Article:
Sun Pitchers are a genus of the North American Pitcher Plant family with current 11 species (Heliamphora chimantensis, Heliamphora elongata, Heliamphora folliculata, Heliamphora heterodoxa, Heliamphora hispida, Heliamphora ionasii, Heliamphora minor, Heliamphora nutans, Heliamphora pulchella, Heliamphora sarracenioides, Heliamphora tatei) and 7 forms and varieties (Heliamphora heterodoxa f. glabra, Heliamphora heterodoxa var. exappendiculata, Heliamphora heterodoxa var. exappendiculata f. glabella, Heliamphora minor f. laevis, Heliamphora tatei f. macdonaldae, Heliamphora tatei var. neblinae, Heliamphora tatei var. neblinae f. parva), which are native in the northeast of South America. To be exact, the table mountains (tepuis) especially in the rainforest of Venezuela are the home of Sun Pitchers. The table mountains tower up insular and plane up to a height of 3000 m out of the rainforest and are absolute extreme sites. These sites are characterised by a high humidity, a very high annual amount of precipitation, a high sun and ultraviolet rays exposure as well as a distinct temperature gradient between by day and night. During the day obtains there just under 20 °C, whereas temperatures fall just above freezing in the night.
Because of these conditions Sun Pitchers are delicate in culture. The size of Sun Pitchers ranges between a few centimetres and just under two to three metres in the case of Heliamphora tatei. By this species the up to 40 centimetres long pitchers grow at a pseudo-stem.
For a long time Sun Pitchers produce juvenile pitchers. These are small and closed at the top. The little opening points forward. Only in old age attractive, adult pitchers, which something look like a convoluted leave, are produced. At the front edge of the pitcher, quasi the ’solder joint‘, is a wing rib located, in whose middle a little opening as overflow is to be found. This opening makes sure, that the pitchers are only half-full and the prey is not washed away in the case of severe rainfalls. The ‚pitcher bag‘ is upwardly open and has no lid. At the back side of the pitcher opening is only a small, rudimentary appendage located, which is in the case of good light conditions darkly ruddled and produces nectar.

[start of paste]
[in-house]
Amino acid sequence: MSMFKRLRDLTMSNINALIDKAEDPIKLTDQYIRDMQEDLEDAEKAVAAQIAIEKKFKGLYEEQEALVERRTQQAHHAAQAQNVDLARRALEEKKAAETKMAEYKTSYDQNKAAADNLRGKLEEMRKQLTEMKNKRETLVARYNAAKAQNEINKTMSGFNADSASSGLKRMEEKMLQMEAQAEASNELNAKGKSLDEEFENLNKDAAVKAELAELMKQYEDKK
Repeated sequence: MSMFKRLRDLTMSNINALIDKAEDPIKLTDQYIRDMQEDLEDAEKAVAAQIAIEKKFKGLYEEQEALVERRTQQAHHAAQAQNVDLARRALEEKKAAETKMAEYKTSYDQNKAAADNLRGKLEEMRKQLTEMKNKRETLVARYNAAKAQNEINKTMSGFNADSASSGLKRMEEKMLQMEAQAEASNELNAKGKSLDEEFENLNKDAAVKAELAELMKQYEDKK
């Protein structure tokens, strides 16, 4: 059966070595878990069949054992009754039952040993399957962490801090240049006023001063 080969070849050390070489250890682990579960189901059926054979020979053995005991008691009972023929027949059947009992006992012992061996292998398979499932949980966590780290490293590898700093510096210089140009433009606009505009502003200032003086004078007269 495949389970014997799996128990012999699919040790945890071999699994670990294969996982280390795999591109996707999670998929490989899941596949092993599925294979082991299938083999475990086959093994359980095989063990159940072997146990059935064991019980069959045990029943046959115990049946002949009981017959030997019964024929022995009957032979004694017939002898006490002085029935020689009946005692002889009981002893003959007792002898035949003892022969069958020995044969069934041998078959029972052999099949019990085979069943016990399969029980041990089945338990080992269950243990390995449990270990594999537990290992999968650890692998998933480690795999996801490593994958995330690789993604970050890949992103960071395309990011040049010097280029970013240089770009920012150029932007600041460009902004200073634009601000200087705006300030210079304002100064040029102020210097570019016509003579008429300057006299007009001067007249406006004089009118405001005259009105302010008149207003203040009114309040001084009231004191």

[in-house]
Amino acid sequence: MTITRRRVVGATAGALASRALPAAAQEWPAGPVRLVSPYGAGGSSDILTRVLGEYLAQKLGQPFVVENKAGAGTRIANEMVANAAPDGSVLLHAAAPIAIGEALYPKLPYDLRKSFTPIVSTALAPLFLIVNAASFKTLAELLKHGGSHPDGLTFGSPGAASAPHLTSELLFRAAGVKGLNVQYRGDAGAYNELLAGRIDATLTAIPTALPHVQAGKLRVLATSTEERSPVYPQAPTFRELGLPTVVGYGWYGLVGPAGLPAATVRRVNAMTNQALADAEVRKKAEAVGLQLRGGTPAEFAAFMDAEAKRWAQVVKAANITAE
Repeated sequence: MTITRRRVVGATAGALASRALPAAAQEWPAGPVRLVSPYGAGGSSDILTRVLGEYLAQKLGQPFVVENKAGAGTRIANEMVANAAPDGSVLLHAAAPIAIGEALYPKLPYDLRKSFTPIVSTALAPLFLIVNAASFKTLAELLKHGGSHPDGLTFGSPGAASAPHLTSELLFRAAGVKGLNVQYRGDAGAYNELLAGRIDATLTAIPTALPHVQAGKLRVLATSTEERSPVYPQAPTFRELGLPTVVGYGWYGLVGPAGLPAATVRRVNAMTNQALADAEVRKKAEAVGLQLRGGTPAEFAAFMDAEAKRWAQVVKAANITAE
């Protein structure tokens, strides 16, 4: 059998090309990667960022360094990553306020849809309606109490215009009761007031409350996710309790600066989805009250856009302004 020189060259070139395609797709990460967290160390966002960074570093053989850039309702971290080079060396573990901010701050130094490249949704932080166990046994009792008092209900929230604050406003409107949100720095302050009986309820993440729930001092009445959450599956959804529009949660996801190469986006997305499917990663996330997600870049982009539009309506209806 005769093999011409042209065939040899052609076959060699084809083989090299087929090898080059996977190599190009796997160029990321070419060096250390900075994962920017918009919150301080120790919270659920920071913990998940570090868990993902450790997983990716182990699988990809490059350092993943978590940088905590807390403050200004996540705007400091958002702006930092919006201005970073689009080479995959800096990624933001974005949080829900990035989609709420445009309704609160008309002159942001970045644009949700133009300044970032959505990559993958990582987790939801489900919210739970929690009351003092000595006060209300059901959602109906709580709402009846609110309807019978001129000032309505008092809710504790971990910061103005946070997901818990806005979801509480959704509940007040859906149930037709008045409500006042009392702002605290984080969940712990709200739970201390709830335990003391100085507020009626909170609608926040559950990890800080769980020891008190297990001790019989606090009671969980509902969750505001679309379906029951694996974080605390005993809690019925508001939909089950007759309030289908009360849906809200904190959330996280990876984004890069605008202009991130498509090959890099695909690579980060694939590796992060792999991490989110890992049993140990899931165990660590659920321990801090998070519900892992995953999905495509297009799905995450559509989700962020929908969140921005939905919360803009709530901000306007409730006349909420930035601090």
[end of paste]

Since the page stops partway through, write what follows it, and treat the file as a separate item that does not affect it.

The principle trap mechanism was already detailed described on the previous site. The Sun Pitcher has a simply constructed trap. Basically it is a to a bag folded leaf, which is soldered in the front. Here is a wing ribs located, in which vertical middle a small opening as overflow is to be found. This should avoid a flooding of the trap. The pipe opening proceeds backwards slightly rising. In the middle of the back margin is a rudimentary, small lid located, which can stain darkly red under direct sunlight. Both at the lid and along the wing rib nectar is secreted, wherewith especially crawling insects are attracted. The inner edge of the trap is waxen-slick and equipped with fine, downwards directed hairs. As a consequence, insects can easily plunge into depth and drown in the there located liquid. Decomposition occurs by bacteria, the Sun Pitcher does not produce own enzymes.
The culture of Sun Pitchers is difficult. Sun Pitchers are no plants for beginners. Corresponding to the natural distribution the Sun Pitcher requires a humid an light location with rather low day-time temperatures and a distinct night-time temperature drop. Likewise the plants demands a good air exchange and is very sensitive to waterlogging. Different culture methods are described. However, basically are only two with somewhat expense realisable and promising. Some species like Heliamphora heterodoxa, Heliamphora minor or Heliamphora nutans can be cultivated from spring to summer outdoors. I planted my plants thereunto in peat moss in a clay pot, which I sink also in peat moss in my bog bed. However, restrictively I have to mention at this point, that a good growth is only to report during spring and autumn. In summer the Sun Pitcher abandon its growth because of the high temperatures. Overwintering takes place light in a minimal ebb and flow system within a cold room. By many carnivorous plant specialists cultivation is practised costlier, albeit more professional. Classically cultivation takes place under glass and strong artificial light in a basement room. The terrarium or greenhouse warm up sufficiently by the lamp. By night temperatures fall acceptably within the unheated basement. Furthermore is for a high humidity provided. Under the menu item ‚Links‘ you can find to this culture method, which is also suitable for highland Nepenthes, an excellent, additional link.